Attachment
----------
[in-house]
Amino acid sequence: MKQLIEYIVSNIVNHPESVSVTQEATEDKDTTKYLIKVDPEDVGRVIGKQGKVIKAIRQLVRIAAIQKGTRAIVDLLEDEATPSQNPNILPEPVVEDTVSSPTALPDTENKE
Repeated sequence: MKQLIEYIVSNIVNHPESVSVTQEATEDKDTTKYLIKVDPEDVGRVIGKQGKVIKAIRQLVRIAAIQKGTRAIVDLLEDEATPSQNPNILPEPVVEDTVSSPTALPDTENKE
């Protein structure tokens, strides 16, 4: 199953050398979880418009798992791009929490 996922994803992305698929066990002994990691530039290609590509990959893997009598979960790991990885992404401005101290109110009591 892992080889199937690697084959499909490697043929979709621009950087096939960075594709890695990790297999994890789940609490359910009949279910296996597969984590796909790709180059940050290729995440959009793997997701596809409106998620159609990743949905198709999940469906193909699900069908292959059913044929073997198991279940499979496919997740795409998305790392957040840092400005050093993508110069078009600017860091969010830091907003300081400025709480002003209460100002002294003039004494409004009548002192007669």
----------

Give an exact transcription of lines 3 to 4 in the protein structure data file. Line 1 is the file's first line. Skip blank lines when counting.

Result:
Repeated sequence: MKQLIEYIVSNIVNHPESVSVTQEATEDKDTTKYLIKVDPEDVGRVIGKQGKVIKAIRQLVRIAAIQKGTRAIVDLLEDEATPSQNPNILPEPVVEDTVSSPTALPDTENKE
């Protein structure tokens, strides 16, 4: 199953050398979880418009798992791009929490 996922994803992305698929066990002994990691530039290609590509990959893997009598979960790991990885992404401005101290109110009591 892992080889199937690697084959499909490697043929979709621009950087096939960075594709890695990790297999994890789940609490359910009949279910296996597969984590796909790709180059940050290729995440959009793997997701596809409106998620159609990743949905198709999940469906193909699900069908292959059913044929073997198991279940499979496919997740795409998305790392957040840092400005050093993508110069078009600017860091969010830091907003300081400025709480002003209460100002002294003039004494409004009548002192007669």